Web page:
Digital Paxton: Digital Collection, Critical Edition, and Teaching Platform

Early Condemnations

Accounts of the Paxton incident published between December 1763 and January 1764 did not look favorably upon the conduct of the Paxton Boys. Emphasizing the particulars of Indian violence and condemning the vigilantes’ violation of law and order, these early pamphlets shaped future critiques. Paxton apologists didn’t gain traction until the spring of 1764.
David Henderson, Account of the Indian Murders (Lancaster, December 27, 1763).
In a letter written after the march on the Lancaster jailhouse but before their march to Philadelphia, David Henderson emphasizes the injustice of the Paxton attacks.
John Penn. By the Honourable John Penn (Philadelphia, 1764).
Governor Penn calls for the immediate arrest of the Paxton Boys in this proclamation. Printed on January 2, 1764, this broadside reflects the governor’s second condemnatory proclamation, the first printed on December 22, 1763, after their massacre at Conestoga Indiantown but before their attack on the Lancaster jailhouse.
Charles Read, Copy of a Letter from Charles Read (Philadelphia, 1764).
This early account the Conestoga massacre anticipates arguments Franklin popularizes with Narrative. Read presents the Paxtons as the real savages, murderers who should suffer the punishment of the law. He holds that the Susquehannock are subjects of the crown and entitled to security, an argument less grounded in ethics than economics.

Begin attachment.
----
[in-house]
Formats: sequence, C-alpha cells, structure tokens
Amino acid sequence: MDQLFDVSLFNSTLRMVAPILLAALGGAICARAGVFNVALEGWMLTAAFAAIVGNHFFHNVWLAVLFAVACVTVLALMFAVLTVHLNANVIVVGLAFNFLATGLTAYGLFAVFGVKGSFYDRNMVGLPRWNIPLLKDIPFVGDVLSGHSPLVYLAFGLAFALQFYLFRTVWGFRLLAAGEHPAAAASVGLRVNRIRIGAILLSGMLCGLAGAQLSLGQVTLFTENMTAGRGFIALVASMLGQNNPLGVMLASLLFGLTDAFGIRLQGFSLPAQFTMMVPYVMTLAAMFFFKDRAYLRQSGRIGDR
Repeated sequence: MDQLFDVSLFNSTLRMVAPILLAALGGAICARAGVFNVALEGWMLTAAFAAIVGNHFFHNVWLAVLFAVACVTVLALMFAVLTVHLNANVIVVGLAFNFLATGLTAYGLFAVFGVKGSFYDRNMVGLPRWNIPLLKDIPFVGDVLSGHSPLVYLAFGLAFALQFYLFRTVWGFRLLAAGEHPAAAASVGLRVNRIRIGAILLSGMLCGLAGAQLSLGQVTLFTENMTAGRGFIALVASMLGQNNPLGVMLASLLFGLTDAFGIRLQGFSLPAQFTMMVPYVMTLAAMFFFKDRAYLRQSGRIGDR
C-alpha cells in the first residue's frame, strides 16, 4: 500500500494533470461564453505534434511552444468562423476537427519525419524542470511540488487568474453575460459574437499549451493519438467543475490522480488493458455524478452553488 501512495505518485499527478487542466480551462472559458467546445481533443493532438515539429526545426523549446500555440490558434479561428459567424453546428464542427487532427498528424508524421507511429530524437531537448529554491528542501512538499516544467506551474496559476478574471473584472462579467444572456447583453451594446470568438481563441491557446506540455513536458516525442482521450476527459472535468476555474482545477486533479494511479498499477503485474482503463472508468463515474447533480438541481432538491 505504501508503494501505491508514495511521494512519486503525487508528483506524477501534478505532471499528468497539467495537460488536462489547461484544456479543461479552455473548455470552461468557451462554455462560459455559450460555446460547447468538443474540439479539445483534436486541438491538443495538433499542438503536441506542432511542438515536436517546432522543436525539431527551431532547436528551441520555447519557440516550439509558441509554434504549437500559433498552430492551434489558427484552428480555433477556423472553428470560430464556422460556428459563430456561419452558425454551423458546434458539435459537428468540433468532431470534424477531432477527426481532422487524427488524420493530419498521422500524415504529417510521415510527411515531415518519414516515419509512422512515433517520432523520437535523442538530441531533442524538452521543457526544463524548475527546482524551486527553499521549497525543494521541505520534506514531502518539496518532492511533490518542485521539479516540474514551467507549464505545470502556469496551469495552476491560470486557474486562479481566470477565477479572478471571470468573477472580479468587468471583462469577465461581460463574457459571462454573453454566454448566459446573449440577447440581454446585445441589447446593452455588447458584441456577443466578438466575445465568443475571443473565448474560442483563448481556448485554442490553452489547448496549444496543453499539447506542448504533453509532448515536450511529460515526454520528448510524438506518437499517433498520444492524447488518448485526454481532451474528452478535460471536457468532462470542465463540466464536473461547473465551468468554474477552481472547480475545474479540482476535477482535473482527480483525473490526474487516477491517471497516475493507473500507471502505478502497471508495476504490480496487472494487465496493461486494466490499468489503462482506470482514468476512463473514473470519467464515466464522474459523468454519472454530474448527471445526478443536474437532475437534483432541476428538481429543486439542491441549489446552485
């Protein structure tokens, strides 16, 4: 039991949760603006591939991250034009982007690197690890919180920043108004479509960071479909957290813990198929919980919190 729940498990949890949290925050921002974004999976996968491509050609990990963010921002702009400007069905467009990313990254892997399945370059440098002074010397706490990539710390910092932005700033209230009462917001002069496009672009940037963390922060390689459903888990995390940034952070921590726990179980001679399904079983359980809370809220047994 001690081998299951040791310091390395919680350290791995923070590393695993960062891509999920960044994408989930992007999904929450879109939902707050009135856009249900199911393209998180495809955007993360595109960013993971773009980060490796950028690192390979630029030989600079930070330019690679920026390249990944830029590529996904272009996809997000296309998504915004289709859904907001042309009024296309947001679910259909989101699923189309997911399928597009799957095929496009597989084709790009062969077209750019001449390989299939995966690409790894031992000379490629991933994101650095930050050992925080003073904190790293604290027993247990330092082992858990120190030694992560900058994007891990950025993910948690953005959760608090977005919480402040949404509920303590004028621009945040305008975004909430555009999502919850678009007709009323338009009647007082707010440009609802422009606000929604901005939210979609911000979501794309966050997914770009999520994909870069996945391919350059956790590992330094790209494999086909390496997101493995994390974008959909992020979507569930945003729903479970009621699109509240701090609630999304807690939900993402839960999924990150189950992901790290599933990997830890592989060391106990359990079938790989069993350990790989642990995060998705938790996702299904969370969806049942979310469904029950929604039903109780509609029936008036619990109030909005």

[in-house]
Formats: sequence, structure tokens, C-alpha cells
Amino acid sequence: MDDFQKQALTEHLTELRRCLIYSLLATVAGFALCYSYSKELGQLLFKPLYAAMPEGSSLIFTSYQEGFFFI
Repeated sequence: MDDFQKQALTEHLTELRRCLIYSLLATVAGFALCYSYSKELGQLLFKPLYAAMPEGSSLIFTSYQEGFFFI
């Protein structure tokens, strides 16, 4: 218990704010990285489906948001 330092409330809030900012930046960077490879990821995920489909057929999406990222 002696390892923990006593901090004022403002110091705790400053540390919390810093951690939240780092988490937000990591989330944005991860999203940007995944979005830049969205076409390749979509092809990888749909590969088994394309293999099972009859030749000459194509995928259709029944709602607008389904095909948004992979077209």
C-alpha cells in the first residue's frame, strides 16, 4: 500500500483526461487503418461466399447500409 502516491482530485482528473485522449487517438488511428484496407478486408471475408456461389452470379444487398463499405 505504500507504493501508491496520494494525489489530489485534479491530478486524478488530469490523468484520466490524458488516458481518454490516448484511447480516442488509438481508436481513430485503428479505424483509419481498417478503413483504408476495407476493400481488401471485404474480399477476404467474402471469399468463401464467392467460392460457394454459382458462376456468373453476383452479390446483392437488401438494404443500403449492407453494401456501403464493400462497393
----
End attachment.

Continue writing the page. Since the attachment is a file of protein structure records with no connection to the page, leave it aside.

Benjamin Franklin. Narrative of the Late Massacres (Philadelphia, 1764).
Benjamin Franklin’s influential pamphlet created a template for Paxton critiques. He emphasizes the need for law and order. Franklin also personalizes the Susquehannock by using their English names, describing familial relationships, and providing detailed accounts of their slaughter. Meanwhile, he condemns the Scotch-Irish frontiersmen as “CHRISTIAN WHITE SAVAGES.”
Anonymous, A Serious Address (Philadelphia, 1764).
Published contemporaneously with Narrative, this pamphlet provides the first insinuations of Paxton apology. The author complains of “too general Approbation” of the killings, despite their being “contrary to the Laws of Nations.” The pamphlet’s appearance of impartiality earned it significant popularity: Serious Address was republished in four editions.

Continue to Quakers in the Crosshairs: The Early Paxton Debate.

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